SAPPORO -- The spread of the coronavirus has had a major impact on people's lives and activity everywhere. People living on the streets here in Japan's northernmost prefecture are no exception, with infection prevention measures depriving them of places to rest.
This Mainichi Shimbun reporter accompanied a central Sapporo volunteer group that supports people living on the streets in their survey of the number of homeless people in the area, conducted in the early hours of Jan. 24.
At 1:00 a.m., a reading of minus 8 degrees Celsius was showing on an electronic thermometer in a building facing Odori Park in Sapporo's Chuo Ward. About 40 people, including group members, had gathered at the basement floor of Sapporo City Hall to carry out the city-commissioned survey for the Ministry of Health, Labor and Welfare. The survey is done late at night, when homeless people are less mobile. Because some of them were resting, we confirmed their numbers without talking to them.
The entire city was divided into 10 districts, and at 2 a.m. each group of three to four people headed to their assigned ones on foot or by car. By relying on members' experiences, my group walked in narrow alleys with no streetlights and searched though bus terminals, laundromats, multi-story parking lots and other places.
After walking for about half an hour, we stopped at the stairs to an underground walkway. In the darkness, we spotted a man leaning against the wall, laying out cardboard and wearing several layers of clothes. He didn't seem to notice us and kept his eyes closed. Most of homeless people spend their time near train stations and underground shopping malls, but from around midnight to 5 a.m., the shutters come down and they are left out. The bitter cold means homeless people risk their lives to even rest in this city.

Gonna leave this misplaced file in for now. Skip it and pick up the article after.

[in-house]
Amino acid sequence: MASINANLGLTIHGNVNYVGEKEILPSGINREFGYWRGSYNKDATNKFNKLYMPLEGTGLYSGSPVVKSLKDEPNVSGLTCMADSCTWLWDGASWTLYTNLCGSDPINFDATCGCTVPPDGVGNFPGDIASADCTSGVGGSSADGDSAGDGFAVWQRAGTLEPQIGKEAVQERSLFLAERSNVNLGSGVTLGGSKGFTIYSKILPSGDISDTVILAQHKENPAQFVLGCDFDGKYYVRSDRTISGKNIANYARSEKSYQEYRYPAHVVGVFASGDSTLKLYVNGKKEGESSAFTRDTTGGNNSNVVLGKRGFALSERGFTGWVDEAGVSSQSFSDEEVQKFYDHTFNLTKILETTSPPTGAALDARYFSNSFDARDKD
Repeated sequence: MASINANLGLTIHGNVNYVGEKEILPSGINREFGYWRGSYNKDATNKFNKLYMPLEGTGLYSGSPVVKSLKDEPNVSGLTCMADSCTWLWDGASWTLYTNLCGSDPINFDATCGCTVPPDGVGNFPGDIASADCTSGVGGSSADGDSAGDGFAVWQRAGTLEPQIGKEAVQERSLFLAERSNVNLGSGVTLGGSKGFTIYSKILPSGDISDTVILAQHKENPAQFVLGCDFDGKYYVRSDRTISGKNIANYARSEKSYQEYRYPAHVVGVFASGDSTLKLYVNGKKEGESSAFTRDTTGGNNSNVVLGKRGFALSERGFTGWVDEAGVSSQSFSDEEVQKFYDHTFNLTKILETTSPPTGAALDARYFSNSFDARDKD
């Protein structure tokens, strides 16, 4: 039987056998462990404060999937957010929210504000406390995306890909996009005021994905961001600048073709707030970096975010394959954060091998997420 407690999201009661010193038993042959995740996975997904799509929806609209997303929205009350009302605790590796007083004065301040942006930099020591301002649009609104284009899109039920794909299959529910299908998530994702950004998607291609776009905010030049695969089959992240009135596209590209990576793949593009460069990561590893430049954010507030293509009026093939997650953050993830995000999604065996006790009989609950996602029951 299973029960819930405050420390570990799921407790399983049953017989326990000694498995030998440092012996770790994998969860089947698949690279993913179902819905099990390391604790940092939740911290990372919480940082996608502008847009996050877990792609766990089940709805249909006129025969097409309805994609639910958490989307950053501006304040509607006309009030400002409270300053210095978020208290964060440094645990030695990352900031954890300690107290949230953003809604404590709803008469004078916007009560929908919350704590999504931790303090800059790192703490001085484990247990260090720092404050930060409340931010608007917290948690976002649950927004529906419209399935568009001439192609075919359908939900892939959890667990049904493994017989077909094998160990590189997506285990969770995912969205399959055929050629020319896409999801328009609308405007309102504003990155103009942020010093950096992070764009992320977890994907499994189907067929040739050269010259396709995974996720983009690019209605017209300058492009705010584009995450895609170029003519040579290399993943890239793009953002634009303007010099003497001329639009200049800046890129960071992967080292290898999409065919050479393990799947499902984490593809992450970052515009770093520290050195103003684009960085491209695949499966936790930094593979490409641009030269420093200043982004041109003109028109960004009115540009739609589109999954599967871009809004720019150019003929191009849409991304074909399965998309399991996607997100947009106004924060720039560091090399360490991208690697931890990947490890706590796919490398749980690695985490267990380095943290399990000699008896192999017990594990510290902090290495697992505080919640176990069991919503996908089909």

The survey ended at 6 a.m. The welfare ministry will now compile the results and announce them by prefecture in a few months. According to the ministry, there were 109 people living on the streets in Sapporo in 2008, during the collapse of Lehman Brothers and the subsequent financial crisis, but since then their number has been gradually decreasing and was hovering between 30 and 40 in the last five years. In the independent survey conducted by the association last summer, about 40 were recorded as homeless, and the survey this time indicated there had been no change.
But the coronavirus pandemic has altered homeless people's daily lives. According to the volunteer group, they tend to keep walking at night to ward off the cold and stay in warm places during the day, but with benches in the city center removed to prevent infections, they have fewer places to rest in the day.
The volunteer members meet for about two hours from 7:00 p.m. on every Saturday except for the fourth of the month, and ask homeless people in the vicinity of JR Sapporo Station and on main streets including Odori and Tanukikoji about their problems while handing them disposable body warmers, sweet bread and drinks. They have also been handing out masks to prevent infections since the pandemic took place. In addition to providing meals and daily necessities to them, the members also accompany people on the streets to medical checkups and to consultations on employment and public assistance.
With no end in sight to the spread of coronavirus infections, people's lives are under pressure and the country's economy is being exhausted. But the city government reported that the number of applications for public assistance has remained at parity with the previous year, meaning there has been no impact so far.
"If the coronavirus pandemic continues for a long time, it's possible the number of people living on the streets will increase," said Ryo Ogawa, 28, a deputy representative of the association who works at the Sapporo homeless counseling and support center "Join."
"There are many people getting by on the government's general support funds, which are loans mainly to unemployed individuals. But if the loans aren't extended, the number in need will increase rapidly. They must be connected with public assistance before they end up on the streets," Ogawa continued.
Hiroki Kameyama, 23, a graduate student researching poverty and who participated in the survey, said "It made me realize that there are scenes in the city I live in that I don't usually see. With so many people suffering right now, I want to think about what I can do."
The welfare ministry-sponsored survey is conducted every year around January. The results are used as official data for measures formulated by the ministry based on the law supporting people in need.
(Japanese original by Kohei Shinkai, Hokkaido News Department)